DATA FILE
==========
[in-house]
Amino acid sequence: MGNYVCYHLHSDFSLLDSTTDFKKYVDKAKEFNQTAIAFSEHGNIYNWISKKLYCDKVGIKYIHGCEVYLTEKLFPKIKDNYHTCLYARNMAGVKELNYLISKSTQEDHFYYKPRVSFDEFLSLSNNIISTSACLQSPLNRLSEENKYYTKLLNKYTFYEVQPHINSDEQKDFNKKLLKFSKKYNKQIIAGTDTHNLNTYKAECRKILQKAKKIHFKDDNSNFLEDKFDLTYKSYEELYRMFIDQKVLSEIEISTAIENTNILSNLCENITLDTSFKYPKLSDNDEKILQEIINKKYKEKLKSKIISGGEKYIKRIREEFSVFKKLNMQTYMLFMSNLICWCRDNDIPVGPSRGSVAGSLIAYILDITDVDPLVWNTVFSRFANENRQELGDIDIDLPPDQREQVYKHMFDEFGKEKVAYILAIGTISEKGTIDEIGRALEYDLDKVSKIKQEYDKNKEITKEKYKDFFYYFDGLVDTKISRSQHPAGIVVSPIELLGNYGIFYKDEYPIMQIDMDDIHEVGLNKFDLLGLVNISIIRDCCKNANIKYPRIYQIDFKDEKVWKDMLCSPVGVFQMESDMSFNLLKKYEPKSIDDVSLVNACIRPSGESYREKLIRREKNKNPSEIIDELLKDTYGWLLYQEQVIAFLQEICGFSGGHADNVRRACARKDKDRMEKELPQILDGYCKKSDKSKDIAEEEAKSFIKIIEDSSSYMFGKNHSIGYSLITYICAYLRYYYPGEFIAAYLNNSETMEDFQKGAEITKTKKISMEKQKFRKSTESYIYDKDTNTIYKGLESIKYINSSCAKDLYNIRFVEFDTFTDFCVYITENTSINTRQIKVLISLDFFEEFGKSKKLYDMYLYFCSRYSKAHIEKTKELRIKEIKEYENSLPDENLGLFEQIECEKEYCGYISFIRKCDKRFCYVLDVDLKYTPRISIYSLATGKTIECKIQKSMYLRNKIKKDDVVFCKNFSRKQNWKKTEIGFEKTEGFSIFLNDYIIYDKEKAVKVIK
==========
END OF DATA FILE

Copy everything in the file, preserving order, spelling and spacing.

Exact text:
[in-house]
Amino acid sequence: MGNYVCYHLHSDFSLLDSTTDFKKYVDKAKEFNQTAIAFSEHGNIYNWISKKLYCDKVGIKYIHGCEVYLTEKLFPKIKDNYHTCLYARNMAGVKELNYLISKSTQEDHFYYKPRVSFDEFLSLSNNIISTSACLQSPLNRLSEENKYYTKLLNKYTFYEVQPHINSDEQKDFNKKLLKFSKKYNKQIIAGTDTHNLNTYKAECRKILQKAKKIHFKDDNSNFLEDKFDLTYKSYEELYRMFIDQKVLSEIEISTAIENTNILSNLCENITLDTSFKYPKLSDNDEKILQEIINKKYKEKLKSKIISGGEKYIKRIREEFSVFKKLNMQTYMLFMSNLICWCRDNDIPVGPSRGSVAGSLIAYILDITDVDPLVWNTVFSRFANENRQELGDIDIDLPPDQREQVYKHMFDEFGKEKVAYILAIGTISEKGTIDEIGRALEYDLDKVSKIKQEYDKNKEITKEKYKDFFYYFDGLVDTKISRSQHPAGIVVSPIELLGNYGIFYKDEYPIMQIDMDDIHEVGLNKFDLLGLVNISIIRDCCKNANIKYPRIYQIDFKDEKVWKDMLCSPVGVFQMESDMSFNLLKKYEPKSIDDVSLVNACIRPSGESYREKLIRREKNKNPSEIIDELLKDTYGWLLYQEQVIAFLQEICGFSGGHADNVRRACARKDKDRMEKELPQILDGYCKKSDKSKDIAEEEAKSFIKIIEDSSSYMFGKNHSIGYSLITYICAYLRYYYPGEFIAAYLNNSETMEDFQKGAEITKTKKISMEKQKFRKSTESYIYDKDTNTIYKGLESIKYINSSCAKDLYNIRFVEFDTFTDFCVYITENTSINTRQIKVLISLDFFEEFGKSKKLYDMYLYFCSRYSKAHIEKTKELRIKEIKEYENSLPDENLGLFEQIECEKEYCGYISFIRKCDKRFCYVLDVDLKYTPRISIYSLATGKTIECKIQKSMYLRNKIKKDDVVFCKNFSRKQNWKKTEIGFEKTEGFSIFLNDYIIYDKEKAVKVIK